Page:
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    Fr. Joseph Jenkins

  • The blog header depicts an important and yet mis-understood New Testament scene, Jesus flogging the money-changers out of the temple. I selected it because the faith that gives us consolation can also make us very uncomfortable. Both Divine Mercy and Divine Justice meet in Jesus. Priests are ministers of reconciliation, but never at the cost of truth. In or out of season, we must be courageous in preaching and living out the Gospel of Life. The title of my blog is a play on words, not Flogger Priest but Blogger Priest.

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Priestly Celibacy: In Order to Be Loved, We Need to Love

If the priest feels he has no one who really loves him, he may respond in kind and stop loving. When this happens the priest begins to die. The very meaning of his celibacy and priestly service is as a formula of loving. He should realize the love of Christ on the altar and upon the Cross. Just as muscles weaken with inactivity, a priest’s spiritual heart atrophies if he avoids loving. This can also happen with priest-transfers. It hurts to constantly make friends and then move on. He might reach a stage where he stops loving those around him so as to avoid being hurt again. Complicating the situation is the general understanding of love. The word has too many definitions and yet, in practice, is often immediately and popularly equated with romantic situations. The priest (and the Church he serves) must allow himself to explore the myriad colors of love that are in sync with his vocation as a celibate priest. The issue of scandal, first with defections for relationships with women and second with a failure to adequately protect children, has precipitated a forced dissipation in the priest’s fatherly associations. In the tradition of Don Bosco and Father Flanagan, priests interceded for the needs of children and spent time with them. The ever tightening policies and fear of litigation have stripped the priest of this sacred trust and have thus diminished both his effective value and his satisfaction from ministry. The circle of religious brothers and sisters, as well as other priests, has been devastated by the diminutive nature of current vocations. Like a bubble that has popped, he is no longer surrounded by these supportive relations. The general air of hospitality and volunteerism exhibited in parochial settings has been increasingly strained by recriminations and suspicion toward clergy. The priest is no longer welcome in every home and those that do extend invitations might seek to link their generosity to a manipulative favor, often to the detriment of another parishioner. When the pastor fails to comply or refuses to share secrets that fuel gossip, he is summarily dismissed, never to cross their threshold again, barring the possibility of last rites. Even requests for sick calls are fewer than in the past and are frequently redirected to extraordinary ministers.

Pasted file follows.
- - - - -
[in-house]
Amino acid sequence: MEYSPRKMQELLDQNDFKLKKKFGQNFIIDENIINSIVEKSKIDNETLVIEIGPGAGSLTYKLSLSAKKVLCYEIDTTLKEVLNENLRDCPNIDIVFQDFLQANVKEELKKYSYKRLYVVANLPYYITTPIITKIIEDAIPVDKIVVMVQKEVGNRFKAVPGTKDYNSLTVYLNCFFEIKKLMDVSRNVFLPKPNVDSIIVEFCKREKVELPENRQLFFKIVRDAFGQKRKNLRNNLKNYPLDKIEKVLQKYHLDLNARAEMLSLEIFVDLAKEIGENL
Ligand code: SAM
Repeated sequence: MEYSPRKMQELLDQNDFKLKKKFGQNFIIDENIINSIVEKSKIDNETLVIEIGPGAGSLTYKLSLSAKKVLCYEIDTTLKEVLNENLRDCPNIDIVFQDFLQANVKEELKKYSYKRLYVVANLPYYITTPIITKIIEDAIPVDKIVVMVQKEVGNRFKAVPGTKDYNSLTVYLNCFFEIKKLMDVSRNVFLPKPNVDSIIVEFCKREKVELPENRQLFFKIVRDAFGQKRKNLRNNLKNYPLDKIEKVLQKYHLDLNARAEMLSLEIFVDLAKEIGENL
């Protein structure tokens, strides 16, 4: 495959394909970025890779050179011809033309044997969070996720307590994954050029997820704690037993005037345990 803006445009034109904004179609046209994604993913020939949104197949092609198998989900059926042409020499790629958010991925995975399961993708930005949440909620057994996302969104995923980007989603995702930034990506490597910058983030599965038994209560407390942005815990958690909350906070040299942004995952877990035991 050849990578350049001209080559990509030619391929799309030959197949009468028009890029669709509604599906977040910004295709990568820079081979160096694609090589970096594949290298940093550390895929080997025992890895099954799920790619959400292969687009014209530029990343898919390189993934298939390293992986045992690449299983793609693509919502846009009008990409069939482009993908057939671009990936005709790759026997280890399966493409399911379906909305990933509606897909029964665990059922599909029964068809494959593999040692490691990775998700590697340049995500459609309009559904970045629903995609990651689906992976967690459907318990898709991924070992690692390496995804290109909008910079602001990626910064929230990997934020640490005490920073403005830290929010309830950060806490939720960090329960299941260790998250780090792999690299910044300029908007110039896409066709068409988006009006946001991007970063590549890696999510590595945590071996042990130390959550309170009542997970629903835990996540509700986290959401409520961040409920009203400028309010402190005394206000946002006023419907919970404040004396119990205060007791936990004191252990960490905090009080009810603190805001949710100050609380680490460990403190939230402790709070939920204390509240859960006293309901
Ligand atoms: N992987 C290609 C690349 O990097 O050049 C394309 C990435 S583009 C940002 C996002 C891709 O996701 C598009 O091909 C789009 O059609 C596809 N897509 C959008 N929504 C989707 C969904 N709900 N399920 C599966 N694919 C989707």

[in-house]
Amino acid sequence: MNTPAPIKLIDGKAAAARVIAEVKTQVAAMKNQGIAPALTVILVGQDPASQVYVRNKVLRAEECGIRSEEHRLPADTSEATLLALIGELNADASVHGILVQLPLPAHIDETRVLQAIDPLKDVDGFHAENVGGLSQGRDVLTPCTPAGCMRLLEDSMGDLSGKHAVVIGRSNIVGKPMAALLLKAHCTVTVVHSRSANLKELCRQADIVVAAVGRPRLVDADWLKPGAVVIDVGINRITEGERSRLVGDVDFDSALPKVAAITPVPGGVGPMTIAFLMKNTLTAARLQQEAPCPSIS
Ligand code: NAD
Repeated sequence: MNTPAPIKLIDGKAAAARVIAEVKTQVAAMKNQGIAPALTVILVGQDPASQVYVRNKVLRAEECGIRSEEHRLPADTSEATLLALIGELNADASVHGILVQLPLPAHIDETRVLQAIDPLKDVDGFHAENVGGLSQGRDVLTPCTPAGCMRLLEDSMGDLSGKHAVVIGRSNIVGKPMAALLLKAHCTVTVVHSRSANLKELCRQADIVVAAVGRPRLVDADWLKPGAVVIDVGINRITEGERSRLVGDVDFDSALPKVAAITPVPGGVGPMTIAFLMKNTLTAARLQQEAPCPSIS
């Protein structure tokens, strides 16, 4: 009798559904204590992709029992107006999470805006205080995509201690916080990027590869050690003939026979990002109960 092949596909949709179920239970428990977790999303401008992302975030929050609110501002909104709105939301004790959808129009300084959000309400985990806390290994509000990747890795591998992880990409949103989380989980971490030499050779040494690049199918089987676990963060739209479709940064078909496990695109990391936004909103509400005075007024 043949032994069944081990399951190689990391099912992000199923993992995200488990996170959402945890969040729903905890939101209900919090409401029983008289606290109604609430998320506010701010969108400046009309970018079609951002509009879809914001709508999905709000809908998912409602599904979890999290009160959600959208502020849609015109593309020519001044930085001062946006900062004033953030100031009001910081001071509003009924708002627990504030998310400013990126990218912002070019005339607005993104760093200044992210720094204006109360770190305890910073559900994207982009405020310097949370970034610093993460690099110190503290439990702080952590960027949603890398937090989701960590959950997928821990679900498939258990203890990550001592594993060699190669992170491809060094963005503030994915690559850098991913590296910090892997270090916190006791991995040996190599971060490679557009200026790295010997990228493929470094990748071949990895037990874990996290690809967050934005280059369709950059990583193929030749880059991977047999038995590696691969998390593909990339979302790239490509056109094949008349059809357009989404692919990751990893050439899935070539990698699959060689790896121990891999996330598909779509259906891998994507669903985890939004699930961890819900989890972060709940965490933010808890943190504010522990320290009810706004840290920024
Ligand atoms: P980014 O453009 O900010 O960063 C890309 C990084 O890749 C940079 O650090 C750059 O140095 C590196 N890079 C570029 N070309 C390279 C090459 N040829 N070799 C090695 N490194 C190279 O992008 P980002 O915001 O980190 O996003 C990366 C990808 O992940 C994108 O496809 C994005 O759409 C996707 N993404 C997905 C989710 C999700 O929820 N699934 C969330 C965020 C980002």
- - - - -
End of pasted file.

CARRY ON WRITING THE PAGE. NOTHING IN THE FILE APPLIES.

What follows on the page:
Eros is denied the priest, at least in its extreme and consensual manifestation; but also weakened are paternal love and fraternal love. Society as a whole and the Church authorities strip away the priest’s supports leaving little or nothing to replace them. It is no wonder the married-priest movement is picking up steam. Platters are becoming empty and priests are hungry for friendship and sharing love.

Nevertheless, with all the contemporary hurdles, most celibate priests are happy, even if increasingly lonely. They find real and sustaining satisfaction from prayer and worship. While they take care of many, there is an indescribable delight over the absolution given individual sinners. God has entrusted them with the authority to forgive transgressions, great and small. With a gesture and a few words, they can steal the damned from the devil. They have power over hell. Never in the history of the world had Almighty God given such power to men as he did to his priests. He can draw God down from heaven and place him upon the altar as our food and he can plant his Spirit and grace into human hearts, transforming a sinner into a saint. Good priests are always in awe of that with which God has entrusted them.